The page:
Can critical thinking keep your company competitive?
MIT Prof. Dan Frey explains why critical thinking is a valuable and essential skill in the modern workplace
By: MIT xPRO
Organizations everywhere are upskilling employees with corporate training that focuses on emerging technologies. But essential skills — what some call “soft skills” — can be equally important in many professional contexts.
One such essential skill is critical thinking, the ability to objectively analyze and evaluate information to form a judgment.
As lead instructor for MIT xPRO’s online course, Critical Thinking and Decision Making, MIT Professor Dan Frey has valuable insights into why critical thinking for teams and individuals is pertinent in the modern workplace and what participants can expect from his course.
Why are critical thinking skills so important in today’s organizations?
Professor Frey admits that critical thinking isn’t always vitally important. For example, when work is moving along productively by means of routine procedures, organizations benefit from simply implementing the workflow without too much critical questioning.
It’s when there is a disruption that critical thinking becomes necessary. In these instances, “critical thinking provides a way to snap out of the routine,” explains Professor Frey.
Additionally, as the relatively routine mental tasks that historically made up the bulk of people’s workloads are increasingly automated, critical thinking is key for anyone who wants to continue adding value beyond what can be handled by machine learning.
“In the past, there have always been some special people who excelled at critical thinking, and those people had an outsized impact,” he says. “The difference today is that critical thinking will have to become far more widely practiced than it was by our predecessors. Ask yourself, ‘Was this blog post written by ChatGPT?’ If you’re not sure, why did you pay a person to write it?”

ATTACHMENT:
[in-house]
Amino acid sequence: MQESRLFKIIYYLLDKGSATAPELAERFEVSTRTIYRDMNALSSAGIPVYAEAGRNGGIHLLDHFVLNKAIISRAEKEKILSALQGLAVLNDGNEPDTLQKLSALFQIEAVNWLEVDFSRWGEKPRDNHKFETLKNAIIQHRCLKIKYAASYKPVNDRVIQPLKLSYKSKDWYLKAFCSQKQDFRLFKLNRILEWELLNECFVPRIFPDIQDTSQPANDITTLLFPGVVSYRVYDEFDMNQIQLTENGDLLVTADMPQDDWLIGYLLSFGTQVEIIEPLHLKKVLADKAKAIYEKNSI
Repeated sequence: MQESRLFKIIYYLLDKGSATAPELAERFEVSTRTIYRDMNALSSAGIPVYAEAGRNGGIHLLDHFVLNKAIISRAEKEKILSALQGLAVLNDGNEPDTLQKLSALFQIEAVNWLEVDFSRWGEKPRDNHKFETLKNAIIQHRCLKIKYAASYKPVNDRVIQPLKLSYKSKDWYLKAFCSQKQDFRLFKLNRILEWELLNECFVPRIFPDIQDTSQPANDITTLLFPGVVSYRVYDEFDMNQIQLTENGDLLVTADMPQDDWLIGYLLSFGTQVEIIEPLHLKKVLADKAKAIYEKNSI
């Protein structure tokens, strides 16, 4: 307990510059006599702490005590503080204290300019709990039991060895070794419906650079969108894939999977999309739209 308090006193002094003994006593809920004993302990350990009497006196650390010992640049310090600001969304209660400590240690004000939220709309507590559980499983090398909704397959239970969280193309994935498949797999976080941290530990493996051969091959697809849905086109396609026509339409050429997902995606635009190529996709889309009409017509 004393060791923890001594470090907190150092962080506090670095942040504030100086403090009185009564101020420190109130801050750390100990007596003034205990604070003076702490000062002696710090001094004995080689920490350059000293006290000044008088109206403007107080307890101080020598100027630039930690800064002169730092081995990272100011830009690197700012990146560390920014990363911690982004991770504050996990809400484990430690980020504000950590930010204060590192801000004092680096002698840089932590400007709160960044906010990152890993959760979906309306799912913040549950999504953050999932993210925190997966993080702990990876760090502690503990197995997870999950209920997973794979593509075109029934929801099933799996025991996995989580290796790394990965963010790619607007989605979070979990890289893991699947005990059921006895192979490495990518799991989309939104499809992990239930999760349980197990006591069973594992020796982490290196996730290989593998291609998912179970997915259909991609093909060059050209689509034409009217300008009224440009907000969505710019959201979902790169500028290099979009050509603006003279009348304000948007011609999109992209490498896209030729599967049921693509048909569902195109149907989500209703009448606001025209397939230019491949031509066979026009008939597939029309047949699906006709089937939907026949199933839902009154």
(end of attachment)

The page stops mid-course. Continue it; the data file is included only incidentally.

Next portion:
What is at risk for organizations that don’t prioritize critical thinking for teams and individuals?
“It’s always difficult to put a value on the activities that prevent horrible losses. But the organizations that don’t value critical thinking for teams and individuals will keep sleepwalking right into disasters,” says Professor Frey.
He proposes a thought experiment: “Think of the scenarios that pose an existential risk to your organization in the future. If that’s hard to do, think instead of the events that destroyed great organizations in the past. How much critical thinking would have been necessary to foresee and avoid those events?”
What industries do you see most represented in your course participants?
According to Professor Frey, learners from the aerospace, software, and medical technologies and services industries are most prevalent in his critical thinking course.
“Aerospace is an especially interesting sector to consider,” he says. “People tend to think of aircraft and satellite launches as bold and daring. But this is a sector where you can’t afford to have anything less than the best available procedures for risk mitigation. I think aerospace continues to demonstrate leadership in understanding that necessary balance. We still see remarkable risk-taking and also the creation of fantastically reliable systems.”
What can learners expect from MIT xPRO’s Critical Thinking and Decision Making course?
When asked about the pedagogical methods and tools he uses to get learners comfortable with the topics covered in his course, Professor Frey says he tries to bring the lessons of the course alive through stories. “You should be able to appreciate the tools and the value they can add because you know how they were used in a meaningful context,” he explains.
“There are some really concrete takeaways that learners can expect to leave with after completing the course,” he adds. For example, course participants will be equipped with reliable countermeasures to avoid logical fallacies like base-rate neglect.
While corporate leaders who take the course will encounter many concepts and materials that give them a competitive edge in the marketplace, Professor Frey reveals that the most exciting concept to him is “the harnessing of innate human capacities that can move people from innumeracy to insight.”
What are some of the highlights of teaching this course?
A significant highlight for Professor Frey is when students reach out to him to convey personal anecdotes demonstrating that the course is making a difference in their professional lives.
“Maybe they were in a meeting, and they spoke up and said something like, ‘Wait-have you considered this other possibility?’ These moments can have major impacts,” he says.
There’s no better time to prioritize essential skills like critical thinking in your organization’s corporate training initiatives. Learn more about MIT xPRO’s Critical Thinking and Decision Making course , and enroll yourself or your employees in the next session!
Originally published at https://curve.mit.edu.
Can critical thinking keep your company competitive? was originally published in MIT Open Learning on Medium, where people are continuing the conversation by highlighting and responding to this story.